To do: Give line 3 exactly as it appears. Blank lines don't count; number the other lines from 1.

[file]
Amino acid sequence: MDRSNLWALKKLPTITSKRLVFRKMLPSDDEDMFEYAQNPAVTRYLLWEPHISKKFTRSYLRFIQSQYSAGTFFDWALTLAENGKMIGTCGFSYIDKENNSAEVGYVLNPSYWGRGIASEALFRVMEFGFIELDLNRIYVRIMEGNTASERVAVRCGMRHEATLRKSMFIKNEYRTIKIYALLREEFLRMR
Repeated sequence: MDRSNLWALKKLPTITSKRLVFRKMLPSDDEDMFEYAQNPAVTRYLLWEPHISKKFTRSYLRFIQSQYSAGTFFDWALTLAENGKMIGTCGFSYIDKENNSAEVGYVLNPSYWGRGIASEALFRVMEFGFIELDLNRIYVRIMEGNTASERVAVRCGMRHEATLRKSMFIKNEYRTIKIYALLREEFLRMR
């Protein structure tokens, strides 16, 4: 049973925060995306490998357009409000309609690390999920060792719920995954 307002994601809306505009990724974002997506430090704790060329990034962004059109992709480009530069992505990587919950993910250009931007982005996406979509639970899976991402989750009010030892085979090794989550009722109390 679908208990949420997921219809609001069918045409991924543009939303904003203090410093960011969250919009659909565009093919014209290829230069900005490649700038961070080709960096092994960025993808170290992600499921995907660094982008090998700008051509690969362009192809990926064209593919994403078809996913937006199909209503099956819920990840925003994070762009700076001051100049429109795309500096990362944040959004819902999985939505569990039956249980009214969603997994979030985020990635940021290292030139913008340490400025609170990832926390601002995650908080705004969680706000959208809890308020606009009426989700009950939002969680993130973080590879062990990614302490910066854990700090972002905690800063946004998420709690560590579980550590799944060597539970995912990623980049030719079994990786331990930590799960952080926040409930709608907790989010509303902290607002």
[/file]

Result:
């Protein structure tokens, strides 16, 4: 049973925060995306490998357009409000309609690390999920060792719920995954 307002994601809306505009990724974002997506430090704790060329990034962004059109992709480009530069992505990587919950993910250009931007982005996406979509639970899976991402989750009010030892085979090794989550009722109390 679908208990949420997921219809609001069918045409991924543009939303904003203090410093960011969250919009659909565009093919014209290829230069900005490649700038961070080709960096092994960025993808170290992600499921995907660094982008090998700008051509690969362009192809990926064209593919994403078809996913937006199909209503099956819920990840925003994070762009700076001051100049429109795309500096990362944040959004819902999985939505569990039956249980009214969603997994979030985020990635940021290292030139913008340490400025609170990832926390601002995650908080705004969680706000959208809890308020606009009426989700009950939002969680993130973080590879062990990614302490910066854990700090972002905690800063946004998420709690560590579980550590799944060597539970995912990623980049030719079994990786331990930590799960952080926040409930709608907790989010509303902290607002």